David Perry, the prosecuting lawyer, told the court: "If you shout to your audience 'bomb, bomb Denmark, bomb, bomb USA', there is no doubt what you intend your audience to understand."
Javed had told the trial he regretted his actions and had become over-excited during the protest outside the Danish embassy.
The demonstration - where some protesters waved placards praising the 2005 London bombings by four British Muslims which killed 52 people - attracted widespread condemnation.
The cartoons of Prophet Muhammad first appeared in a Danish newspaper in 2005 and unleashed a storm of protest in the Islamic world. At least 50 people were killed as Muslims demonstrated in the Middle East and Asia.
Politicians praise verdict
British politicians welcomed the verdict, saying it enforced necessary limits on freedom of speech.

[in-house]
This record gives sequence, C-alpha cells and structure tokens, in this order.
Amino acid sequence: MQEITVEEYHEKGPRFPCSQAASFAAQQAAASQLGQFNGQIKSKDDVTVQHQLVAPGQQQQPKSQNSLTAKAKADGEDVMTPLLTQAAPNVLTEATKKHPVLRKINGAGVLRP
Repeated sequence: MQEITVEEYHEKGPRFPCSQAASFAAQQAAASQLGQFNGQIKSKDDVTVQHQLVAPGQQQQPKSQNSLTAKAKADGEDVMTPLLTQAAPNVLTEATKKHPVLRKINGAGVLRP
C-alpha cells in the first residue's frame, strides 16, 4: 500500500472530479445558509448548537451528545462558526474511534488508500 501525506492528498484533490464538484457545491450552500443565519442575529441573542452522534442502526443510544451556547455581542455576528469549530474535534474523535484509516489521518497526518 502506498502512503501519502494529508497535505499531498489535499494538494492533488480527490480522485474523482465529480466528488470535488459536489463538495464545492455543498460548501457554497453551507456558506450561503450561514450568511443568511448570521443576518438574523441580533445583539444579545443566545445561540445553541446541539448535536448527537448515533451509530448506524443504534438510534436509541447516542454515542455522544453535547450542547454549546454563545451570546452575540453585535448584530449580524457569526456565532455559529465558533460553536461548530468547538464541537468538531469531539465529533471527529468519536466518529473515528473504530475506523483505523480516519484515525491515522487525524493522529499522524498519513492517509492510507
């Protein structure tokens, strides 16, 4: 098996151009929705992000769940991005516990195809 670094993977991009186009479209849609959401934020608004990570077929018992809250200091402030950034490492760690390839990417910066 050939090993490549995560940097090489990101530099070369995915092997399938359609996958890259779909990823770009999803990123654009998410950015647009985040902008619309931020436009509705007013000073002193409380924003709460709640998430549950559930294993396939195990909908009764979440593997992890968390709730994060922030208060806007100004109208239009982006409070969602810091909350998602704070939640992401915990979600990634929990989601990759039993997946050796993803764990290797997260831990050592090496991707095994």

Nick Clegg of the opposition Liberal Democrats said: "This case has shown that there are, in some extreme cases, legitimate limits to freedom of expression in any liberal law-abiding society."
David Davis, of the Conservatives, the main opposition party, said the prosecution was "entirely proper".
"Everybody should understand that whilst Britain is a tolerant society, it should never tolerate threats of violence or death from any quarter under any circumstance," he said.
The jury of seven men and five women took seven hours to convict Javed, who shook his head as he learned his fate.
Shouts of protests in courtroom
As the verdicts were handed down there were cries of protest from an unidentified man in the courtroom's public gallery.
"I curse the judge, I curse the court, I curse the jury, all of you," the man shouted.
At the trial, Javed said he had not intended to say anything at the protest until a megaphone was thrust into his hands: "I regret saying these things, they were just soundbites, slogans."
Javed had travelled from his home in Birmingham, central England, to take part in the demonstration.
He was remanded in custody.